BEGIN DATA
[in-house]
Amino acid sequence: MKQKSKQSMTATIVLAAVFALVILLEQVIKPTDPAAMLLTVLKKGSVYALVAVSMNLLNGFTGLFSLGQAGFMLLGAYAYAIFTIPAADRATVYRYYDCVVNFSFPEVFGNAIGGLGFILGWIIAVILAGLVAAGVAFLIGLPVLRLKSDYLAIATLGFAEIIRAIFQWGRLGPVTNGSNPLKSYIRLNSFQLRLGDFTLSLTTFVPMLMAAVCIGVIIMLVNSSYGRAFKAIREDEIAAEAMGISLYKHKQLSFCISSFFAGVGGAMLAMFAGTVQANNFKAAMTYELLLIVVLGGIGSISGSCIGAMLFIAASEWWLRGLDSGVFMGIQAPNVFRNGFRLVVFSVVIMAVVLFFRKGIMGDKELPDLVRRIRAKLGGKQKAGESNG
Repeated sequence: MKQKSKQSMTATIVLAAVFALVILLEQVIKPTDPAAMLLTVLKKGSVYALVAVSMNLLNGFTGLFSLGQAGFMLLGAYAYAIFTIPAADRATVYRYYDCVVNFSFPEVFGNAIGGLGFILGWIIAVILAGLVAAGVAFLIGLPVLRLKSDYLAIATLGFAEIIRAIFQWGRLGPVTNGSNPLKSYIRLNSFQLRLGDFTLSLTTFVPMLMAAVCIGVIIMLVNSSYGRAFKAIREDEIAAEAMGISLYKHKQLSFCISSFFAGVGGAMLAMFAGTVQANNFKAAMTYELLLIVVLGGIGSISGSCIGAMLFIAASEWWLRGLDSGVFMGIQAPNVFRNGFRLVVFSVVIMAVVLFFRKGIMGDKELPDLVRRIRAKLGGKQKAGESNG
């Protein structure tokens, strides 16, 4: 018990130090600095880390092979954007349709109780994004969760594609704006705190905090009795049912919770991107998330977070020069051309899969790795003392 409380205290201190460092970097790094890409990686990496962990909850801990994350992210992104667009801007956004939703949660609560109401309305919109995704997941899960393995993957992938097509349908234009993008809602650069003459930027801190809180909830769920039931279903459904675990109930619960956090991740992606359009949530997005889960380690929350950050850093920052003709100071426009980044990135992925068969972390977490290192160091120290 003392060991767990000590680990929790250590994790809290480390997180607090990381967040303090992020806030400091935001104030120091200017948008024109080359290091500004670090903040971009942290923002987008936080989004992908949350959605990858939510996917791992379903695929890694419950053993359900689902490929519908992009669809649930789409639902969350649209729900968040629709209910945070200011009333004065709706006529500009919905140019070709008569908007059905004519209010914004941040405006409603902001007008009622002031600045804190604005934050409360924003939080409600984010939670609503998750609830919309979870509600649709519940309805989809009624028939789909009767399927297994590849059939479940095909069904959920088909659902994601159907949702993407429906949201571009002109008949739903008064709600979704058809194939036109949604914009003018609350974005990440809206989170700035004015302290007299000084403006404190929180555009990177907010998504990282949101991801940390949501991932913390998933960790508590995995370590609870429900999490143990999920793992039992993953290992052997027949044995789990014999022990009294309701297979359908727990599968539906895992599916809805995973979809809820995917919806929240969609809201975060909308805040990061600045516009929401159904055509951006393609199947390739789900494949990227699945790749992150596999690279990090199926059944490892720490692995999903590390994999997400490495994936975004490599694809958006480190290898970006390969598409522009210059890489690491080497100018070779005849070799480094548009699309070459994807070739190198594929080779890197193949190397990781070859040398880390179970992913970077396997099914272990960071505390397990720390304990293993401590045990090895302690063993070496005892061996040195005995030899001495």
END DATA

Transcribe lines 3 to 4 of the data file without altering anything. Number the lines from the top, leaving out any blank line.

Repeated sequence: MKQKSKQSMTATIVLAAVFALVILLEQVIKPTDPAAMLLTVLKKGSVYALVAVSMNLLNGFTGLFSLGQAGFMLLGAYAYAIFTIPAADRATVYRYYDCVVNFSFPEVFGNAIGGLGFILGWIIAVILAGLVAAGVAFLIGLPVLRLKSDYLAIATLGFAEIIRAIFQWGRLGPVTNGSNPLKSYIRLNSFQLRLGDFTLSLTTFVPMLMAAVCIGVIIMLVNSSYGRAFKAIREDEIAAEAMGISLYKHKQLSFCISSFFAGVGGAMLAMFAGTVQANNFKAAMTYELLLIVVLGGIGSISGSCIGAMLFIAASEWWLRGLDSGVFMGIQAPNVFRNGFRLVVFSVVIMAVVLFFRKGIMGDKELPDLVRRIRAKLGGKQKAGESNG
């Protein structure tokens, strides 16, 4: 018990130090600095880390092979954007349709109780994004969760594609704006705190905090009795049912919770991107998330977070020069051309899969790795003392 409380205290201190460092970097790094890409990686990496962990909850801990994350992210992104667009801007956004939703949660609560109401309305919109995704997941899960393995993957992938097509349908234009993008809602650069003459930027801190809180909830769920039931279903459904675990109930619960956090991740992606359009949530997005889960380690929350950050850093920052003709100071426009980044990135992925068969972390977490290192160091120290 003392060991767990000590680990929790250590994790809290480390997180607090990381967040303090992020806030400091935001104030120091200017948008024109080359290091500004670090903040971009942290923002987008936080989004992908949350959605990858939510996917791992379903695929890694419950053993359900689902490929519908992009669809649930789409639902969350649209729900968040629709209910945070200011009333004065709706006529500009919905140019070709008569908007059905004519209010914004941040405006409603902001007008009622002031600045804190604005934050409360924003939080409600984010939670609503998750609830919309979870509600649709519940309805989809009624028939789909009767399927297994590849059939479940095909069904959920088909659902994601159907949702993407429906949201571009002109008949739903008064709600979704058809194939036109949604914009003018609350974005990440809206989170700035004015302290007299000084403006404190929180555009990177907010998504990282949101991801940390949501991932913390998933960790508590995995370590609870429900999490143990999920793992039992993953290992052997027949044995789990014999022990009294309701297979359908727990599968539906895992599916809805995973979809809820995917919806929240969609809201975060909308805040990061600045516009929401159904055509951006393609199947390739789900494949990227699945790749992150596999690279990090199926059944490892720490692995999903590390994999997400490495994936975004490599694809958006480190290898970006390969598409522009210059890489690491080497100018070779005849070799480094548009699309070459994807070739190198594929080779890197193949190397990781070859040398880390179970992913970077396997099914272990960071505390397990720390304990293993401590045990090895302690063993070496005892061996040195005995030899001495």